Room

Hall

Church

Plate

Spring

MOD

LOFI

Tile

AMB

Gate

Gate is a classic reverb type that is normally heard on kick drums and snare drums on a lot of music that was produced in the eighties.

Tile imitates the ambience of a smaller sized room where a lot of echoes are created. In terms of a small room, try thinking about the size of a closet or a bathroom.

Room, Church, and Hall are all very similar; they copy the ambience that is created in closed in spaces. Room copies the ambience that is created in a room that is the size of a dining room, while Hall recreates the ambience created in a large cavern.

MOD insets a small amount of Chorus into the reverb in order to create a warmer tone.

Plate and Spring both copy the plate tanks and vintage spring tank sound.

LOFI is an abbreviation for Low Fidelity- this reverb is what you want to use if you are looking for a dirty, rough sound.

AMB is the reverb that will provide you with a small amount of ambient. This is a short reverb and all it really does is smooth out the dry sound that is coming out of tour cabinet.

Who is the TC Electronic Hall of Fame Reverberation Pedal Best suited for?

First off, I would not suggest this pedal to anyone who is very precise about their music; the TC Electronic doesn’t really allow you to do a lot of tinkering when recording or playing live. The TC Electronic Hall of Fame, in my opinion, is better off in the hands of a beginner. Even if you aren’t a beginning guitarist, if you have never used a pedal before, I wouldn’t suggest you going with a fully loaded pedal. Start off with something easy to figure out and basic, like the TC Electronic Hall of Fame reverb pedal!

If you are someone who likes to tweak with your reverb, you’re going to have to hook up the pedal to TC’s editing software and work within the limitations of the wet and dry knob. However, if you only just need to take a quick second to lubricate your output, the Tone Print database will have your back.

Does the TC Electronic Hall of Fame work as advertised?

Yes, the TC Electronic Hall of Fame does work as advertised. The TC Electronic Hall of Fame offers a basic pedal that beginning guitarists can use with little difficulty. This reverb pedal also does allow you to download additional reverb patterns from Tone Print off of an application. TC Electronic marketed this as a basic reverb pedal and that’s exactly what this pedal is.

Pros of TC Electronic Hall of Fame:

  • Adjustable pre-delay
  • 9V DC Operation
  • Tone Print function
  • Compact size
  • Comes with tone editor software

Cons TC Electronic Hall of Fame:

  • No reverse reverb sound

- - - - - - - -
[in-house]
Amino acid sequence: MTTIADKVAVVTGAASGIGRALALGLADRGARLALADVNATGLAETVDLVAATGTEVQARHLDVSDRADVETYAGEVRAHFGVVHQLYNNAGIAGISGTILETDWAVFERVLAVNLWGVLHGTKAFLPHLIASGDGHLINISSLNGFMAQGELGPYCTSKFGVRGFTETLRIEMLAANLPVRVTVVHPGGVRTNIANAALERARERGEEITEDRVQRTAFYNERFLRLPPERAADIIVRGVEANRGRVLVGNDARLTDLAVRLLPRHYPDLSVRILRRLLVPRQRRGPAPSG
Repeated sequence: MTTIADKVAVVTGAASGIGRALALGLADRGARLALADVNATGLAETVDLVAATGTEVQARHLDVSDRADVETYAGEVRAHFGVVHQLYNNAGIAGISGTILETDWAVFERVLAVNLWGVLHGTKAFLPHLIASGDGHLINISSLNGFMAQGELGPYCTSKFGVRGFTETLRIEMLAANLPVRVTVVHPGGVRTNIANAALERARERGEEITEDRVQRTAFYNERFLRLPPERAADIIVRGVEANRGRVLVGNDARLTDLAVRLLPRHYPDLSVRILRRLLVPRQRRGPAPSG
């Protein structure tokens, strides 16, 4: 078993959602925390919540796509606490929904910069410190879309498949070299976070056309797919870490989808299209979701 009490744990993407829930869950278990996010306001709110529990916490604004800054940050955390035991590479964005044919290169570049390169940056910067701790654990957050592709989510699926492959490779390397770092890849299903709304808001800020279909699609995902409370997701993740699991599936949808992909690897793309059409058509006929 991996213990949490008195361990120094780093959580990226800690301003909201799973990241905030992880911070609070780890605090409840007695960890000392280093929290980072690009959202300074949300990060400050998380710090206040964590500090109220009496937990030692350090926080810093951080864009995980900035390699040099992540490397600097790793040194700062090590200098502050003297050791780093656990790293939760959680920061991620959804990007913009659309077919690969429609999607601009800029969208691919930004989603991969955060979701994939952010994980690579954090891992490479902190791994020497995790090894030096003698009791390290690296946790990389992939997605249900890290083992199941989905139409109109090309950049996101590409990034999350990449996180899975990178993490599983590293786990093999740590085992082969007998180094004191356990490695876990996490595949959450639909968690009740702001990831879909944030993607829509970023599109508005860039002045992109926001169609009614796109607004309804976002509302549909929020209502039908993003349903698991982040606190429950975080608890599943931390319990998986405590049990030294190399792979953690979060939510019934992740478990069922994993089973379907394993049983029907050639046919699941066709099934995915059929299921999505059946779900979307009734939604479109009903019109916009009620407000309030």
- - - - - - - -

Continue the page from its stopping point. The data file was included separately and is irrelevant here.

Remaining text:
• Limited real time control
  • Doesn’t come with a mini-USB cable for editing

Other alternative reverb pedals to consider:

The EarthQuaker Afterneath Otherwordly

If you’re looking for something a bit more spicy, the EarthQuaker Afterneath Otherwordly isn’t the typical reverb pedal; that most guitarists are used to playing with. I would not suggest that you purchase this pedal if you are just looking for a moderate echo, any sort of conventional sound, or a bit of a subtle ambience. The Afterneath produces an original sound; however, the sound the Afterneath Otherwordly produced is comparable to a multi-tap digital delay algorithm that is combined with a reverb. However, if you’re looking for a unit that has all of the combined effects that the EarthQuaker Afterneath Otherwordly, you’re not going to find one.

DigiTech Polara Reverb Pedal

If you are a fan of ambient, you are going to be disappointed by this pedal. However, if you are someone who is looking for a versatile compact reverb pedal, you’re going to enjoy using this pedal. The DigitTech Polara pedal exhibits clarity and simplicity that make the Polara a simple and fine addition to add to any pedal board. The stereo spaces in this pedal create beautiful effects that will transform your music to a whole new world.  If you are looking for a small pedal to carry around with you instead of a whole plethora of units, this arrangement of simple sounds will take care of you.

The Final Take: TC Electronic Hall of Fame Reverberation Pedal:

Contributing a reverb pedal to your guitar set up can allow you to open up a whole new range for you to explore. The Hall of Fame is one of the easiest reverb pedals that I’ve ever used; I also love it because it takes up less space on my pedal board than a lot of other units that I’ve ever used.  However, if you are an expert reverb pedal user, I would not suggest this reverb pedal to you. This is a very basic version of a reverb pedal, which is perfect for beginners. The overall tones of this pedal are efficient and practical.

That wraps up our TC Electronic Hall of Fame Reverberation Pedal review. I hope you’ve enjoyed reading!

Top Five Best Reverb Pedals on The Market Today